Jared Bravo thought he knew a few things about building a house. After all, he had helped his dad refinish their basement when he was a teenager and then went on to earn a bachelor’s degree in architecture. But in reality, he knew very little.
Bravo, 25, works for Habitat for Humanity New York City in Queens, N.Y. As the construction site manager, he oversees the gut renovation of old city-owned housing units that are being turned into affordable housing for low-income families. He’s had to learn everything about building on the job.
“The more I’ve been onsite, the more I realized I didn’t actually do much to help fix my dad’s basement,” he jokes.
Though Bravo hadn’t intended to go into construction, the opportunity to learn a trade skill was something that, to him, proved valuable.
That understanding is lost on many young Americans, as a so-called “skills gap” looms over the construction and manufacturing industries that could hamper output over the next decade. After the 2008 housing bust, almost 22 percent of the construction force left for other jobs, leaving 900,000 positions open. Today, the outlook remains bleak. Seventy-seven percent of builders report framing crew shortages and 76 percent say that there aren’t enough carpenters, according to the National Association of Home Builders.
The lack of builders is particularly acute after this year’s hurricane season decimated 25 percent of the Florida Keys and destroyed an estimated 30,000 homes in Houston; Puerto Rico is still reeling from Hurricane Irma’s destruction.
There simply aren’t enough people to help rebuild.

Habitat for Humanity is one of several organizations helping to bridge the labor skills gap while providing employment opportunities to people from low-income neighborhoods.

An October 2017 poll conducted by the staffing firm Adecco shows that close to 90 percent of American executives believe apprenticeship programs, which tend to enjoy wide bipartisan support, can close this gap. In 2016, President Obama allocated $265 million in grants for apprenticeship programs through 2019. More recently, President Trump funneled an additional $100 million into those efforts — a move that will likely experience funding struggles as a result of the president’s cuts to educational programs and a 21 percent decrease in funding to the Labor Department.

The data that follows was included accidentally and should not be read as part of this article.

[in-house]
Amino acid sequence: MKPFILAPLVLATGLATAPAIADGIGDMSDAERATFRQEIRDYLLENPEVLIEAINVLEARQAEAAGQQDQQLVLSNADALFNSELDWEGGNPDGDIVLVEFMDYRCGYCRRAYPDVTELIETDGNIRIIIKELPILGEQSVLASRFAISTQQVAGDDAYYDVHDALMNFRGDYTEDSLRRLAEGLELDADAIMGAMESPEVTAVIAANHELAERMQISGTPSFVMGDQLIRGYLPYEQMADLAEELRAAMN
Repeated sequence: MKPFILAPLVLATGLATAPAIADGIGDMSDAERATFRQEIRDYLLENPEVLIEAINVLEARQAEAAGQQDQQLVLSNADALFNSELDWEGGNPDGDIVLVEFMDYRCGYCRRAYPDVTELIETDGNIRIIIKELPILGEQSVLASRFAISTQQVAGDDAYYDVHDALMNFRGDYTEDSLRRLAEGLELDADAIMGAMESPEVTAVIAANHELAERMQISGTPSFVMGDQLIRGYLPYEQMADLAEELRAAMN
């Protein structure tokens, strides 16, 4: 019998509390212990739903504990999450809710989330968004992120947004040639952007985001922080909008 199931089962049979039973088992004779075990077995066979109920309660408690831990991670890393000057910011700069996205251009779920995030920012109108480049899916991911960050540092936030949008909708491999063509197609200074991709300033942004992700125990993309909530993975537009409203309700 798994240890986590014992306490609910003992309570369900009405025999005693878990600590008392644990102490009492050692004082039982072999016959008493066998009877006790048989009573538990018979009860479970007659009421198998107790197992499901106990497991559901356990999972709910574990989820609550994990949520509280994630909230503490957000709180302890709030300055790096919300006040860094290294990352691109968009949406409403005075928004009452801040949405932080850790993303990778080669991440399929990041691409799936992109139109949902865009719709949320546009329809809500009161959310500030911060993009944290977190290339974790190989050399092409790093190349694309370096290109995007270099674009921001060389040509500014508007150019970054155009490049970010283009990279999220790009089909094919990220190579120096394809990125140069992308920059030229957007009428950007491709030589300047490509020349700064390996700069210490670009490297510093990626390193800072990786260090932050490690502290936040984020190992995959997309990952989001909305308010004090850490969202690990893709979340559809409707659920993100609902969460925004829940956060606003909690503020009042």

Nonprofits and local governments also run apprenticeship programs that achieve the same goal for less within the “new-collar” job sector (a term coined by the New York Times), while trade schools are also affordable options.
The worker shortage is already causing construction delays. In the Big Apple, for example, Habitat for Humanity New York City acts as a general contractor building affordable housing units. It’s had to stretch deadlines because skilled carpenters and other tradespeople weren’t available.
But it hasn’t been all bad news for Habitat — or other groups, like YouthBuild — that work to create a pipeline of workers.
“The upside is that we’re returning and providing roads for people in the community to become laborers or construction workers that may not have realized this was an option,” says Karen Haycox, CEO of Habitat for Humanity New York City.
Robert Taylor, executive director for New York’s East Harlem chapter of YouthBuild, echoes these sentiments. “Not every person who comes into our program is going to be equipped to take on tech jobs that require a four-year college education, especially if you’re already reading at the fourth- or sixth-grade level … If you’re someone coming from somewhere where you’re not finishing high school, construction jobs are great to be placed into with spillover benefits,” he says.
More than half of businesses blame schools for not providing pathways to middle-class labor jobs. But Albuquerque, N.M., mayor Richard J. Berry views the problem differently: Schools are failing to teach kids about trade jobs, and businesses aren’t jumping in with opportunities to learn.
“The industry on one side said, ‘We need a better-trained workforce’ but didn’t know how to put that through an educational framework, so we told them to create the curriculum and we’ll put it into practice,” Berry tells NationSwell after speaking at the 2017 NationSwell Summit on Solutions this past November.
Through the five-year long partnership Running Start for Careers, high school students receive dual credit for classes in plumbing, electrical wiring, carpentry and other technical trades. The result? A 36 percent increase in the graduation rate among students who are traditionally lower income, according to Berry.
“We had kids asking, ‘Why am I in school?’” Berry says. “You can sit them down and explain to students all day in a classroom why they need geometry, but it doesn’t click until you get them to work with Joe the Carpenter who’s building roof trusses and explains why A-squared plus B-squared has to equal C-squared, or the roof will fall down. Then, they’ll become interested and see that there are actual roads to the middle class without having to be burdened with student debt.
Bravo, the site manager with Habitat for Humanity New York City, says that the interest to learn new skills exists, it just needs to be piqued.
“When you’re working with high school and college kids, you might spark an interest in something they didn’t realize they had,” he says. “You just have to show them a different angle of what they think they know.”
Correction: A previous version of this article stated that Jared Bravo works for AmeriCorps. NationSwell apologizes for the error.